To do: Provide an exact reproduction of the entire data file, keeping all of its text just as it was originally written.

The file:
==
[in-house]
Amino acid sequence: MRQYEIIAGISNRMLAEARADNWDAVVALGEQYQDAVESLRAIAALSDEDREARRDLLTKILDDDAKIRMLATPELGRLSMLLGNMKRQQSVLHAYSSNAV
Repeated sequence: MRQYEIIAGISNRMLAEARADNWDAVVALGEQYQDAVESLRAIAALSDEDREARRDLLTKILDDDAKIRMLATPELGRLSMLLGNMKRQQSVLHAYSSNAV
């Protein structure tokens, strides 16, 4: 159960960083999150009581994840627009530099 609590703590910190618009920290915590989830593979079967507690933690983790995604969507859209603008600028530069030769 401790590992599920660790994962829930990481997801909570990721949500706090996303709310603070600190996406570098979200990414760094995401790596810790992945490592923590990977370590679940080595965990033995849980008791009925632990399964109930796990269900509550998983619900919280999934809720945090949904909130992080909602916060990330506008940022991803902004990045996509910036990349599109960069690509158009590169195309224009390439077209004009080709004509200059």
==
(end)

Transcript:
[in-house]
Amino acid sequence: MRQYEIIAGISNRMLAEARADNWDAVVALGEQYQDAVESLRAIAALSDEDREARRDLLTKILDDDAKIRMLATPELGRLSMLLGNMKRQQSVLHAYSSNAV
Repeated sequence: MRQYEIIAGISNRMLAEARADNWDAVVALGEQYQDAVESLRAIAALSDEDREARRDLLTKILDDDAKIRMLATPELGRLSMLLGNMKRQQSVLHAYSSNAV
């Protein structure tokens, strides 16, 4: 159960960083999150009581994840627009530099 609590703590910190618009920290915590989830593979079967507690933690983790995604969507859209603008600028530069030769 401790590992599920660790994962829930990481997801909570990721949500706090996303709310603070600190996406570098979200990414760094995401790596810790992945490592923590990977370590679940080595965990033995849980008791009925632990399964109930796990269900509550998983619900919280999934809720945090949904909130992080909602916060990330506008940022991803902004990045996509910036990349599109960069690509158009590169195309224009390439077209004009080709004509200059």